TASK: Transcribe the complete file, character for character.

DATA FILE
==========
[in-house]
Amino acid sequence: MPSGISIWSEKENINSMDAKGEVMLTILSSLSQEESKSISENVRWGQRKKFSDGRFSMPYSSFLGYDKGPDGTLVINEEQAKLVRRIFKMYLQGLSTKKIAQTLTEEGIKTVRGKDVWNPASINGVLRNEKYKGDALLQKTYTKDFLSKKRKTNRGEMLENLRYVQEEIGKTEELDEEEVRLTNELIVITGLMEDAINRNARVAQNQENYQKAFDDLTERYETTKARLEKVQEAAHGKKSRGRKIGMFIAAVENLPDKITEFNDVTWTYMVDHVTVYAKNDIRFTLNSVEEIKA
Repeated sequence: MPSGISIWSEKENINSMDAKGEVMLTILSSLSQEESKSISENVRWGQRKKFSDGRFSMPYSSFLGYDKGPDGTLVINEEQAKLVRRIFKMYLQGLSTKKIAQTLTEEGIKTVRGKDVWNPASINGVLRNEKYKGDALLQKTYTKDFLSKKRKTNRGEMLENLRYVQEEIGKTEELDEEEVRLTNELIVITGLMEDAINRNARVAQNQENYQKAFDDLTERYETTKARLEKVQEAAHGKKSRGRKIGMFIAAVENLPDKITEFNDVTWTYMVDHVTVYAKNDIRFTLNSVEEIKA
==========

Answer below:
[in-house]
Amino acid sequence: MPSGISIWSEKENINSMDAKGEVMLTILSSLSQEESKSISENVRWGQRKKFSDGRFSMPYSSFLGYDKGPDGTLVINEEQAKLVRRIFKMYLQGLSTKKIAQTLTEEGIKTVRGKDVWNPASINGVLRNEKYKGDALLQKTYTKDFLSKKRKTNRGEMLENLRYVQEEIGKTEELDEEEVRLTNELIVITGLMEDAINRNARVAQNQENYQKAFDDLTERYETTKARLEKVQEAAHGKKSRGRKIGMFIAAVENLPDKITEFNDVTWTYMVDHVTVYAKNDIRFTLNSVEEIKA
Repeated sequence: MPSGISIWSEKENINSMDAKGEVMLTILSSLSQEESKSISENVRWGQRKKFSDGRFSMPYSSFLGYDKGPDGTLVINEEQAKLVRRIFKMYLQGLSTKKIAQTLTEEGIKTVRGKDVWNPASINGVLRNEKYKGDALLQKTYTKDFLSKKRKTNRGEMLENLRYVQEEIGKTEELDEEEVRLTNELIVITGLMEDAINRNARVAQNQENYQKAFDDLTERYETTKARLEKVQEAAHGKKSRGRKIGMFIAAVENLPDKITEFNDVTWTYMVDHVTVYAKNDIRFTLNSVEEIKA